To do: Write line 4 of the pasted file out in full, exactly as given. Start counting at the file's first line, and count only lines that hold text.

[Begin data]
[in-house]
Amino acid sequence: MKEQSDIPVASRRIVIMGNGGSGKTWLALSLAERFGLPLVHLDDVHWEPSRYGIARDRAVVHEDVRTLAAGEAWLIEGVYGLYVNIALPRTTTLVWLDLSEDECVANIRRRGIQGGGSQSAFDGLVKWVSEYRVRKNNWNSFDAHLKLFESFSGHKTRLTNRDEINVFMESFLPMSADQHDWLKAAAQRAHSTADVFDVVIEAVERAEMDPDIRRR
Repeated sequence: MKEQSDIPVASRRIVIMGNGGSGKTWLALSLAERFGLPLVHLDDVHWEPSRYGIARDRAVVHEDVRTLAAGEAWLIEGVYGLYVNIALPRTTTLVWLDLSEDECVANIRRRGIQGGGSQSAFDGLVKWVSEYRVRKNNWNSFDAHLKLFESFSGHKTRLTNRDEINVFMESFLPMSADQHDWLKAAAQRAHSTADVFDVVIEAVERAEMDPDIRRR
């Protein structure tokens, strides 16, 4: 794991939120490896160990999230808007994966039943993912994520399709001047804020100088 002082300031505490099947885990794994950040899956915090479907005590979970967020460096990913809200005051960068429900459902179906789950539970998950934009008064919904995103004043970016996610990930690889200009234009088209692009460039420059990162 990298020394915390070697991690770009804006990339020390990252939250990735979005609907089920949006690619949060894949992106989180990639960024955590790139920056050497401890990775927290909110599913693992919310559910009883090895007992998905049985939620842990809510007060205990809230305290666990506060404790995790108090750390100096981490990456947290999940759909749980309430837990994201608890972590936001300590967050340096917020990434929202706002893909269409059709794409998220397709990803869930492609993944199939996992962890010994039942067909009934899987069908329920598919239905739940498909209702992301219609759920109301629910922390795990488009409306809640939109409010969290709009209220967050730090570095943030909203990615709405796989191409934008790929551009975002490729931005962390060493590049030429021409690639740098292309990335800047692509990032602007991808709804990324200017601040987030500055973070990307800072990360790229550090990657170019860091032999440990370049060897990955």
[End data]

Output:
């Protein structure tokens, strides 16, 4: 794991939120490896160990999230808007994966039943993912994520399709001047804020100088 002082300031505490099947885990794994950040899956915090479907005590979970967020460096990913809200005051960068429900459902179906789950539970998950934009008064919904995103004043970016996610990930690889200009234009088209692009460039420059990162 990298020394915390070697991690770009804006990339020390990252939250990735979005609907089920949006690619949060894949992106989180990639960024955590790139920056050497401890990775927290909110599913693992919310559910009883090895007992998905049985939620842990809510007060205990809230305290666990506060404790995790108090750390100096981490990456947290999940759909749980309430837990994201608890972590936001300590967050340096917020990434929202706002893909269409059709794409998220397709990803869930492609993944199939996992962890010994039942067909009934899987069908329920598919239905739940498909209702992301219609759920109301629910922390795990488009409306809640939109409010969290709009209220967050730090570095943030909203990615709405796989191409934008790929551009975002490729931005962390060493590049030429021409690639740098292309990335800047692509990032602007991808709804990324200017601040987030500055973070990307800072990360790229550090990657170019860091032999440990370049060897990955």